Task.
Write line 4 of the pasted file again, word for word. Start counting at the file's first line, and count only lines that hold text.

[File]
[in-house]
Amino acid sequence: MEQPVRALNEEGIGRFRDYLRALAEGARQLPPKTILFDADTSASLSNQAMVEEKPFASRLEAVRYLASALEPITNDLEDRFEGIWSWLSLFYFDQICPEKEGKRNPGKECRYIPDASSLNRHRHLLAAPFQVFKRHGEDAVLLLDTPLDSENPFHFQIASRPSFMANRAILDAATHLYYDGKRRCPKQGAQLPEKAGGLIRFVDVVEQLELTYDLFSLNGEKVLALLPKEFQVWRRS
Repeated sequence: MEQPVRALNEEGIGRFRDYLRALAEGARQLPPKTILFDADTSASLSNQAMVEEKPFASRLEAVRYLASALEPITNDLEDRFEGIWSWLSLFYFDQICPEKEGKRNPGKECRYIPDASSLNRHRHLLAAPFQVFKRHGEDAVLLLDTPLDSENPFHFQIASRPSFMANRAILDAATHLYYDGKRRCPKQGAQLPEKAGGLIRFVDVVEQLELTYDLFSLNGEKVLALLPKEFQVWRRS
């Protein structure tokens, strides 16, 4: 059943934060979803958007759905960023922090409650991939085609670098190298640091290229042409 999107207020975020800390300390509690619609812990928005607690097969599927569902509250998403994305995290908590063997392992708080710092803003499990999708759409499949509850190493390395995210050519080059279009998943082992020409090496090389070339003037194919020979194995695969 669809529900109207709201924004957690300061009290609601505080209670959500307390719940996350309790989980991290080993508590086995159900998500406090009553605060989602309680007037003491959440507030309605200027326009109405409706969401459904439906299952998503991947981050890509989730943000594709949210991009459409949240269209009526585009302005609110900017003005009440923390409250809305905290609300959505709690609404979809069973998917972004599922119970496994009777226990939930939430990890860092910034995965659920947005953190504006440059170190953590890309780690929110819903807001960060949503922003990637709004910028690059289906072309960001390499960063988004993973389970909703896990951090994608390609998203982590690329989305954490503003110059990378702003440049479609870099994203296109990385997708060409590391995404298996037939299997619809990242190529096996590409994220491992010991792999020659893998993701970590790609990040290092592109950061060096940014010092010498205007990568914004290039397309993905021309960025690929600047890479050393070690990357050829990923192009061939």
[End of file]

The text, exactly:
């Protein structure tokens, strides 16, 4: 059943934060979803958007759905960023922090409650991939085609670098190298640091290229042409 999107207020975020800390300390509690619609812990928005607690097969599927569902509250998403994305995290908590063997392992708080710092803003499990999708759409499949509850190493390395995210050519080059279009998943082992020409090496090389070339003037194919020979194995695969 669809529900109207709201924004957690300061009290609601505080209670959500307390719940996350309790989980991290080993508590086995159900998500406090009553605060989602309680007037003491959440507030309605200027326009109405409706969401459904439906299952998503991947981050890509989730943000594709949210991009459409949240269209009526585009302005609110900017003005009440923390409250809305905290609300959505709690609404979809069973998917972004599922119970496994009777226990939930939430990890860092910034995965659920947005953190504006440059170190953590890309780690929110819903807001960060949503922003990637709004910028690059289906072309960001390499960063988004993973389970909703896990951090994608390609998203982590690329989305954490503003110059990378702003440049479609870099994203296109990385997708060409590391995404298996037939299997619809990242190529096996590409994220491992010991792999020659893998993701970590790609990040290092592109950061060096940014010092010498205007990568914004290039397309993905021309960025690929600047890479050393070690990357050829990923192009061939």